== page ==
The world according to IT & me…
Author: Paul SaundersSubscribe
iPad as an EFB: great functionality but what about the battery?
asks Paul Saunders
With a publication such as AircraftIT readers seek knowledge: to know what is going on and share real experiences that can inform their own activities. They want access to the latest thinking in the sector and they want to read thoughts that fall ‘outside of the box’. To help readers in that objective and to add yet more value to your read, we are very pleased to welcome to AircraftIT Paul Saunders and his considerable experience of IT. Paul’s opinions will be personal (what other kinds are there?) and you might agree or disagree with him but we know that his pithy and informed comments will make you think. Welcome to the first of Paul’s regular columns, ‘The World according to IT & Me!’
The scene was the recent Airline and Aerospace MRO and Operations IT Conference in Miami, where I had been invited to chair a panel discussion. Our subject, ‘the use of iPads on the flight deck’, was addressed to a panel including delegates from UPS, Alaska Airlines, US Airways and from the FAA.
After a couple of warm up questions we moved on to questions from the floor. Here, the FAA guys were made to work very hard with all kinds of inputs seeking clarification on the standards and requirements for using iPads as an approved electronic flight bag (EFB). It rapidly became apparent that one hour was not nearly enough time to cover everybody’s questions and, after the session had finished, the stage area was swamped with eager delegates seeking guidance for their own issues. This rolled out into the lobby and later into the dining area.
It was some time in the mid-afternoon that I found the guys from the FAA still holding court with a large group of delegates all focussed on a new draft of Advisory Circular 120-76B which provides guidelines for the Certification, Airworthiness and Operational Use of electronic flight bags. There was particular heavy scrutiny being paid to a seemingly small amendment to the chapter on the Safety and Testing Standards for the use of Lithium-ion batteries. Some concerns as to the safety of batteries used in the iPad had led the regulators to make a minor rewording, an amendment to the testing standards. This gave rise to the big question: ‘did the iPad’s battery comply?’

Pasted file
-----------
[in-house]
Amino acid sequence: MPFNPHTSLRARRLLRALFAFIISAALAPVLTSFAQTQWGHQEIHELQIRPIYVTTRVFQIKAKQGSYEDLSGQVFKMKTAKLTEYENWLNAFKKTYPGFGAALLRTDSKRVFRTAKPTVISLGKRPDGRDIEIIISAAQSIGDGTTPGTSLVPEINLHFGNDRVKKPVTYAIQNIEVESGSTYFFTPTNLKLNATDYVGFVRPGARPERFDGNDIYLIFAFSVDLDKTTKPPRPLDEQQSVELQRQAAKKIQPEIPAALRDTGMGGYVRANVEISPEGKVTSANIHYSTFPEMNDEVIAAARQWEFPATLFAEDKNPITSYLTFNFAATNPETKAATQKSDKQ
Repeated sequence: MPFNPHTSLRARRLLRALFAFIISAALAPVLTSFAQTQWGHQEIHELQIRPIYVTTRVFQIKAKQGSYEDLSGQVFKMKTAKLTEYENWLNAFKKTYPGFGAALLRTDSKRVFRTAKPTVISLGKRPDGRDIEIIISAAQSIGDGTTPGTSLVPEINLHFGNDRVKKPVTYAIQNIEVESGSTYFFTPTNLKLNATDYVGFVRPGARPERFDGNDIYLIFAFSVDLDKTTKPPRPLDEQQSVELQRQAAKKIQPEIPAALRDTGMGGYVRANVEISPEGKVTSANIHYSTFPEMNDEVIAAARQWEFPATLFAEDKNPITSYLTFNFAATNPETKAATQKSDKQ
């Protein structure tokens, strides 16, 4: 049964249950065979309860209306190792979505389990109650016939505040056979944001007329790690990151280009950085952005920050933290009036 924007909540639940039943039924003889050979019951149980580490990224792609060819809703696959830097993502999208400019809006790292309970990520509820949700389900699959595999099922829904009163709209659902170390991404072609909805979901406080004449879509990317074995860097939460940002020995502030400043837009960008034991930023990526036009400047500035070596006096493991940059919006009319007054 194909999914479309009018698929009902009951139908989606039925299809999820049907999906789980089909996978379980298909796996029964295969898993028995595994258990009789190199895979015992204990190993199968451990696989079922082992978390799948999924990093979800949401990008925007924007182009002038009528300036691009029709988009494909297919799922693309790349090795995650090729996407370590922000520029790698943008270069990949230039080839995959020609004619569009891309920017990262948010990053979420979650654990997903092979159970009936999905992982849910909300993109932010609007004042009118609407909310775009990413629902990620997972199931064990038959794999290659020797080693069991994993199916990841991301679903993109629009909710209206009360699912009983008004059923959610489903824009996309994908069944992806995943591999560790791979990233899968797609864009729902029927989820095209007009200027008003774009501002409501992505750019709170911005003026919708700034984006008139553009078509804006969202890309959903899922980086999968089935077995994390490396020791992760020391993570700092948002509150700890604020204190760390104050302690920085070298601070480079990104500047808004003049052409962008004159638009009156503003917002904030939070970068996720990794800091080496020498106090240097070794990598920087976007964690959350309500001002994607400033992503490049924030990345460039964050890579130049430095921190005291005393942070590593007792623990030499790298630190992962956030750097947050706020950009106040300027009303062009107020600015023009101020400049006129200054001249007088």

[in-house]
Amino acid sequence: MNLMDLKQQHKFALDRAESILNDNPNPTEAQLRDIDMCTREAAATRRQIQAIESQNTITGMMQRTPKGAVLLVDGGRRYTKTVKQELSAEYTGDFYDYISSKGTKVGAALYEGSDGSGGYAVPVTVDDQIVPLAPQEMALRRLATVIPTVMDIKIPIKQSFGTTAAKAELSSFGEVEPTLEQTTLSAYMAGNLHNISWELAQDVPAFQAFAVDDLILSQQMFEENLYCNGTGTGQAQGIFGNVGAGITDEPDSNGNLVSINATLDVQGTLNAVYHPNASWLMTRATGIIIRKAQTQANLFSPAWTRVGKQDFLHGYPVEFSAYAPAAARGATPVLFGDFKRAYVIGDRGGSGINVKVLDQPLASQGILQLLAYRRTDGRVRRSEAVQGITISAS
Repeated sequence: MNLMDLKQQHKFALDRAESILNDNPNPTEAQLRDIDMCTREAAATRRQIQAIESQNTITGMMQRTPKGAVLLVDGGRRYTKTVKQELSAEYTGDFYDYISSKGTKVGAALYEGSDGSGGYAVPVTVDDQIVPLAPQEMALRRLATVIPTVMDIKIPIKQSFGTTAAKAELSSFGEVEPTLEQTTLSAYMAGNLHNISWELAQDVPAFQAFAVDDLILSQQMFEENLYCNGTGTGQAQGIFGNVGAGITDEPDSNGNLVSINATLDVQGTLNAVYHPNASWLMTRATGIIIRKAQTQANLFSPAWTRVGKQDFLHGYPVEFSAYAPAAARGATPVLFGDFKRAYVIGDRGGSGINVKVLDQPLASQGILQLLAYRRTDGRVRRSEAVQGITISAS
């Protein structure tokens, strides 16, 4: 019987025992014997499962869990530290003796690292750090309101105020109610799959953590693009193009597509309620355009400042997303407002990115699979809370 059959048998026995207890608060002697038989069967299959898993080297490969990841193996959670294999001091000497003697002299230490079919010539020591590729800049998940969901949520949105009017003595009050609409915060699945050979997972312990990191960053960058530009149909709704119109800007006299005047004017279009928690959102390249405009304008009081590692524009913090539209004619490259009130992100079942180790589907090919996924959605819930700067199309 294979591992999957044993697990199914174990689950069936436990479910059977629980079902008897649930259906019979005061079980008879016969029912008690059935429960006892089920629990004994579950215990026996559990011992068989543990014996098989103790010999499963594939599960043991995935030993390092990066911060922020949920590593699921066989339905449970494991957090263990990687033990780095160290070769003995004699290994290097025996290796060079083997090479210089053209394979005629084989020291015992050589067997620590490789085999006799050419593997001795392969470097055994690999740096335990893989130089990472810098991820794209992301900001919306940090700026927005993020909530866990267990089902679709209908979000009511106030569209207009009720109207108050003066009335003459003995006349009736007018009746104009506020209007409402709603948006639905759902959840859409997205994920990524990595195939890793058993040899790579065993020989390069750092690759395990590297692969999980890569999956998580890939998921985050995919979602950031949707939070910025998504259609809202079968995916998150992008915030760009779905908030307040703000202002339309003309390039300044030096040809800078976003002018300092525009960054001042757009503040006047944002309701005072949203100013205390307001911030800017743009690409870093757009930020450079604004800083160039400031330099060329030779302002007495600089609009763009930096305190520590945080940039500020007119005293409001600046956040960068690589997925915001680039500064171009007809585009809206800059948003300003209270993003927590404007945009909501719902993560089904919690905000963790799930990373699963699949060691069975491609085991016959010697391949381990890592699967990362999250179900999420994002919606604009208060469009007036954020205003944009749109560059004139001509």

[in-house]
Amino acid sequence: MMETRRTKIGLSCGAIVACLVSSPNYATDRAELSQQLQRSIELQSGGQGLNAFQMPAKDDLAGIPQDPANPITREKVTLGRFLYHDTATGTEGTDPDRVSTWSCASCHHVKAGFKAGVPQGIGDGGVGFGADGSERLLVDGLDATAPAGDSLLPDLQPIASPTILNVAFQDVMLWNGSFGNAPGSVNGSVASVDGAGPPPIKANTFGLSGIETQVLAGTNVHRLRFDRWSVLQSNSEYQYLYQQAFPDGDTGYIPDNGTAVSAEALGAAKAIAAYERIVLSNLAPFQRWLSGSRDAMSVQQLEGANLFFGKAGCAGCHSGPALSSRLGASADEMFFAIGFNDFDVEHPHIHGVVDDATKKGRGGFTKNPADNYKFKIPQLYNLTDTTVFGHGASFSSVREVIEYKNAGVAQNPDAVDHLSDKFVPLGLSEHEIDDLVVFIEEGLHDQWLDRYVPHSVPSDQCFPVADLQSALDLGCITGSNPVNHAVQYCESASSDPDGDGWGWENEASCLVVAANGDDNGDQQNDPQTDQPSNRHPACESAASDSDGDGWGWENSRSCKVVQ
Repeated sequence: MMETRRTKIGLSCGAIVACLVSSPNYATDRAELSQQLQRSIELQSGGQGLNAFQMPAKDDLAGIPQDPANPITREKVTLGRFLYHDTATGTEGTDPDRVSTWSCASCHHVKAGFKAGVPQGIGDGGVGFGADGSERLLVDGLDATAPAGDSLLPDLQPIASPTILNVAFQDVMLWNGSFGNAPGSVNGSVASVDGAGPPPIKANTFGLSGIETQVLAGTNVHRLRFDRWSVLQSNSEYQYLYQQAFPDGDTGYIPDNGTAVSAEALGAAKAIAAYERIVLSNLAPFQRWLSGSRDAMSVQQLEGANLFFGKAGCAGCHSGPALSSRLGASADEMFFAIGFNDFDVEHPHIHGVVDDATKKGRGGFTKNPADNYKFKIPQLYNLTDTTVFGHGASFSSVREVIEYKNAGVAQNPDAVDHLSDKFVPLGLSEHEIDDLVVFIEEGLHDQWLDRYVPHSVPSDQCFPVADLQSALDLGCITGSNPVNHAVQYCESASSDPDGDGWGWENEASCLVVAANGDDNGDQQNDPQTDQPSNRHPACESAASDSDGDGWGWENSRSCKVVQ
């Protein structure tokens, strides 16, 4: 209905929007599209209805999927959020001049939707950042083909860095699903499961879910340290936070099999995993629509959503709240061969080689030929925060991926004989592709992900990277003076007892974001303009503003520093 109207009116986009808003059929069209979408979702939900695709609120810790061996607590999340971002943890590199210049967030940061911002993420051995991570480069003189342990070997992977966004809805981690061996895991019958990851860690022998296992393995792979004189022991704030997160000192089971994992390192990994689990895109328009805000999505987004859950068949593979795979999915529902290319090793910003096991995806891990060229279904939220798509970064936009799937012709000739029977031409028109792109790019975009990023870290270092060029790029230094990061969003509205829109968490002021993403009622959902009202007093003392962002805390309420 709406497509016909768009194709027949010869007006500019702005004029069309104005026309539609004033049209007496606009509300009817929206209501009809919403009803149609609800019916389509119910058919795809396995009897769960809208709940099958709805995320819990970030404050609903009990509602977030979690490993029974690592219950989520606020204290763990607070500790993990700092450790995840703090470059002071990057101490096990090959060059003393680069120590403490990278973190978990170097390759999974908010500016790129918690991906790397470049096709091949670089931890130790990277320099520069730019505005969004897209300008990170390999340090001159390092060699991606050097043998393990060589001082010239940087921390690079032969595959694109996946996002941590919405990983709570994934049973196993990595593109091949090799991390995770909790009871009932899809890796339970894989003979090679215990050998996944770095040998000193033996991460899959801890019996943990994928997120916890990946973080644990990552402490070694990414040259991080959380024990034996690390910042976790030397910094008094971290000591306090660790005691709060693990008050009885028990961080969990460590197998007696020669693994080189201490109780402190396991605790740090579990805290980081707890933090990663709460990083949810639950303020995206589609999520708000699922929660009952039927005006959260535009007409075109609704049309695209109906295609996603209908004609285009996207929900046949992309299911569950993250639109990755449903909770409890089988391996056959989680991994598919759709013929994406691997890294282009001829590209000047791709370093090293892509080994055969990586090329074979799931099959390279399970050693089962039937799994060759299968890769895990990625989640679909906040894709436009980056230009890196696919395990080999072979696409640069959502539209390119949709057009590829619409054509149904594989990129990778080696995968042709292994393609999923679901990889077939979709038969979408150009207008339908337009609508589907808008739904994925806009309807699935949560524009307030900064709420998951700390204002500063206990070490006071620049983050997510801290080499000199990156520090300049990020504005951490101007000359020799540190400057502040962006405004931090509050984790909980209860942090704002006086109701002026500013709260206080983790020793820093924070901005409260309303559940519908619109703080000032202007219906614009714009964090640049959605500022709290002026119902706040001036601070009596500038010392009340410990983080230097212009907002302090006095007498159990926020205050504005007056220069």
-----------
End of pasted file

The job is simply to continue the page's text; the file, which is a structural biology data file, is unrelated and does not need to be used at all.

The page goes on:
There was a frenzy of activity with delegates in the group tearing off their iPad covers and reaching for magnifying glasses to read the small print on their devices and chargers. Others consulted the Apple website for the iPad’s technical specifications. But the upshot was that nobody could tell conclusively whether the iPad complied or not. Quickly the attention shifted to Apple. One individual airline wouldn’t have enough clout with Apple to be able to get an answer to this question but if they acted together as an industry… maybe the guys in Cupertino would sit up and take notice.
One onlooker commented that we were potentially witnessing history in the making. Was this the moment that the airline industry realised that they weren’t able to use iPads in the cockpit anymore? I thought I’d better take a photo just in case.
The day concluded with the FAA guys agreeing to get in touch with their contact at Apple to seek confirmation of their battery testing standards and with the various airline delegates agreeing to do the same. If the answer is negative then there will need to be some serious rethinking in our industry and some pretty big headlines as a result.